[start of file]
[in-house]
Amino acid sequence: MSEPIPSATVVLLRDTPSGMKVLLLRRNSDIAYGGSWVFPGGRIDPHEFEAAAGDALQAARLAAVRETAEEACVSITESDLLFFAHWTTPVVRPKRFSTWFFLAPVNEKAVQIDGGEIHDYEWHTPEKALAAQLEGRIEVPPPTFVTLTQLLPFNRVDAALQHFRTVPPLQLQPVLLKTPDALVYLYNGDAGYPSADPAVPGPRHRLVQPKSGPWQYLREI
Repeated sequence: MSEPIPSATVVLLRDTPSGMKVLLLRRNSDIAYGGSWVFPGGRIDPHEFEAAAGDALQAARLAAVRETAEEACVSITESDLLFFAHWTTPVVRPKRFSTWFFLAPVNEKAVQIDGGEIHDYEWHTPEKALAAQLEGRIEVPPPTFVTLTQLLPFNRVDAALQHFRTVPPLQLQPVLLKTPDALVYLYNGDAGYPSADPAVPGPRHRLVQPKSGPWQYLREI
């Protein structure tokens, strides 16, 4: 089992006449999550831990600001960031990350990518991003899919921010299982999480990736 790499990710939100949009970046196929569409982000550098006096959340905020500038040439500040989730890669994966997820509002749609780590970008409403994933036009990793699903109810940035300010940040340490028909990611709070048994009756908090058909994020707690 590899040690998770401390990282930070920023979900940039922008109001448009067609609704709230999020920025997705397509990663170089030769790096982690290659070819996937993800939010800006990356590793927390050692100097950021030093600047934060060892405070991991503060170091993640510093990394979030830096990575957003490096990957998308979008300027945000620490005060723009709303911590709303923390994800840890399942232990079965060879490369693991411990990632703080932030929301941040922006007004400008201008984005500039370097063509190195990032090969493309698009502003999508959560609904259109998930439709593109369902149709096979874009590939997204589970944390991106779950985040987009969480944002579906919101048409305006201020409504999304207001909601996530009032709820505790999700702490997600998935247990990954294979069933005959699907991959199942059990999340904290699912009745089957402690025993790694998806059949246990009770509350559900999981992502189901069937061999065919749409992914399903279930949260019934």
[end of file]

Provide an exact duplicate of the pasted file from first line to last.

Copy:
[in-house]
Amino acid sequence: MSEPIPSATVVLLRDTPSGMKVLLLRRNSDIAYGGSWVFPGGRIDPHEFEAAAGDALQAARLAAVRETAEEACVSITESDLLFFAHWTTPVVRPKRFSTWFFLAPVNEKAVQIDGGEIHDYEWHTPEKALAAQLEGRIEVPPPTFVTLTQLLPFNRVDAALQHFRTVPPLQLQPVLLKTPDALVYLYNGDAGYPSADPAVPGPRHRLVQPKSGPWQYLREI
Repeated sequence: MSEPIPSATVVLLRDTPSGMKVLLLRRNSDIAYGGSWVFPGGRIDPHEFEAAAGDALQAARLAAVRETAEEACVSITESDLLFFAHWTTPVVRPKRFSTWFFLAPVNEKAVQIDGGEIHDYEWHTPEKALAAQLEGRIEVPPPTFVTLTQLLPFNRVDAALQHFRTVPPLQLQPVLLKTPDALVYLYNGDAGYPSADPAVPGPRHRLVQPKSGPWQYLREI
């Protein structure tokens, strides 16, 4: 089992006449999550831990600001960031990350990518991003899919921010299982999480990736 790499990710939100949009970046196929569409982000550098006096959340905020500038040439500040989730890669994966997820509002749609780590970008409403994933036009990793699903109810940035300010940040340490028909990611709070048994009756908090058909994020707690 590899040690998770401390990282930070920023979900940039922008109001448009067609609704709230999020920025997705397509990663170089030769790096982690290659070819996937993800939010800006990356590793927390050692100097950021030093600047934060060892405070991991503060170091993640510093990394979030830096990575957003490096990957998308979008300027945000620490005060723009709303911590709303923390994800840890399942232990079965060879490369693991411990990632703080932030929301941040922006007004400008201008984005500039370097063509190195990032090969493309698009502003999508959560609904259109998930439709593109369902149709096979874009590939997204589970944390991106779950985040987009969480944002579906919101048409305006201020409504999304207001909601996530009032709820505790999700702490997600998935247990990954294979069933005959699907991959199942059990999340904290699912009745089957402690025993790694998806059949246990009770509350559900999981992502189901069937061999065919749409992914399903279930949260019934």